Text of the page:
Improving constraints on the sources and distribution of sea salt aerosols in polar regions
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Sea salt aerosols (SSA) have a critical influence on radiation, cloud formation and chemistry of the polar atmosphere. In addition to the commonly accepted open ocean source of SSA, several studies have suggested that SSA can be produced by sublimation of windblown salty snow or frost flowers over sea ice-covered regions. To estimate and compare the role of sea ice and open ocean sources, we implement a blowing snow emission scheme and a frost flower emission scheme for the sea ice-covered regions in the GEOS-Chem global 3D chemical transport model. We analyze multi-year observations of SSA mass concentrations at three Arctic sites (Barrow, Alaska; Alert, Canada; Zeppelin, Svalbard) and two Antarctic sites (Neumayer and Dumont d'Urville) and compare them to simulations with the GEOS-Chem model for 2001-2008. Simulations including only open-ocean SSA emission fail to reproduce the observed winter maximum in SSA mass concentrations at these sites. In winter, the model underestimate ranges from factors of 3 to 25. Including a blowing snow or frost flower source of SSA leads to improved agreement with the observed seasonality. The blowing snow simulation captures the daily variability of observed SSA mass concentrations, while the frost flower simulation fails to do so. Based on the comparison to surface observations, for the regions poleward of 60° latitude, we estimate that the total annual SSA emission (submicron and supermicron) from the open ocean is 31 Tg/yr over the Arctic and 56 Tg/yr over the Antarctic, which are an order of magnitude larger than those from blowing snow or frost flowers. We find that in the submicron range, however, SSA emissions from blowing snow (1 Tg/yr over the Arctic and 2.3 Tg/yr over the Antarctic for those on all sea ice; and 0.6 Tg/yr over the Arctic and 1.9 Tg/yr over the Antarctic for those on first-year sea ice) or frost flowers (0.3 Tg/yr over the Arctic and 0.2 Tg/yr over the Antarctic) are comparable to, or even larger than, those from open ocean.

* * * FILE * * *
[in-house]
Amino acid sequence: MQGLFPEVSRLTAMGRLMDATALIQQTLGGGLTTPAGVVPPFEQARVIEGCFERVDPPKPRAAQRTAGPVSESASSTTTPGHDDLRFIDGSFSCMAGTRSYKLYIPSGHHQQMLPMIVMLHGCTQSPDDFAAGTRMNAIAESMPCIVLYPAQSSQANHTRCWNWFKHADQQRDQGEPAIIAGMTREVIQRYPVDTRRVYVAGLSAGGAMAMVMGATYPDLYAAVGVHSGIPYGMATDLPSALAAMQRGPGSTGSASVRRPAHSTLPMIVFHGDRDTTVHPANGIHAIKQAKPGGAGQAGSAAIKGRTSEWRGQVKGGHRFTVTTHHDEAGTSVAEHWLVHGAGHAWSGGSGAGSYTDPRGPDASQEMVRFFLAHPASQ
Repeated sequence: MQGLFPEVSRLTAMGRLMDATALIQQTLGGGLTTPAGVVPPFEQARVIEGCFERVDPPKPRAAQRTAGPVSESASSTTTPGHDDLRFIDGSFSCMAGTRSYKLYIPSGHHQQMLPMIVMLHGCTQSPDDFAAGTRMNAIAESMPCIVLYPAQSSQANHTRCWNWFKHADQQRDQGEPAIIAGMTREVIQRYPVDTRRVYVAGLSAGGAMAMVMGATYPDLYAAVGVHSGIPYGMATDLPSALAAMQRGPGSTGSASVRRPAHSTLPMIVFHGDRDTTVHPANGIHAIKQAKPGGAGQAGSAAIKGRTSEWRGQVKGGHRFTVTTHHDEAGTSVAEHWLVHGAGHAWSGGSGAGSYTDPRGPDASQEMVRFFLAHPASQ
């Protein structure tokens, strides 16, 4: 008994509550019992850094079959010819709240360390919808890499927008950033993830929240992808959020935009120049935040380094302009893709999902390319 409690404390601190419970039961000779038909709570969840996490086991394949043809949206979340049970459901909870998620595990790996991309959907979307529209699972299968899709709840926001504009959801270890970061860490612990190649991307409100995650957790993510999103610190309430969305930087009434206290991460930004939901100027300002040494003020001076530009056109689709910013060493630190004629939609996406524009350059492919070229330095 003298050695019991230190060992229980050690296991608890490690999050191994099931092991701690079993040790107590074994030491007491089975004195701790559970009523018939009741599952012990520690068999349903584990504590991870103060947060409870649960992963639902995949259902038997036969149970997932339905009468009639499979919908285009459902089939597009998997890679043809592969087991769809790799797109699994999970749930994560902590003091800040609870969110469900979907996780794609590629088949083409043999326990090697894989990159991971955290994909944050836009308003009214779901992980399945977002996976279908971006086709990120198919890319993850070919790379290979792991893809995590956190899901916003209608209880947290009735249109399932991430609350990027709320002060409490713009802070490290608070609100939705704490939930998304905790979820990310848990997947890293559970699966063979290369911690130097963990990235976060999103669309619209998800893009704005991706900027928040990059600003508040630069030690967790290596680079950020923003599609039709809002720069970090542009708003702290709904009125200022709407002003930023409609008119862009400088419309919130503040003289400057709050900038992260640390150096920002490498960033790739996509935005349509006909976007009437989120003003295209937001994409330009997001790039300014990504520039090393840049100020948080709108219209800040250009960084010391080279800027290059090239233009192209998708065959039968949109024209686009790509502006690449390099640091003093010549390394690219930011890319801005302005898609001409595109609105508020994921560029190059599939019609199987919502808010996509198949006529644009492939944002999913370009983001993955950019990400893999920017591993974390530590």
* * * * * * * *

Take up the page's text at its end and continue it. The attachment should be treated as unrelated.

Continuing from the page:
- Atmospheric sciences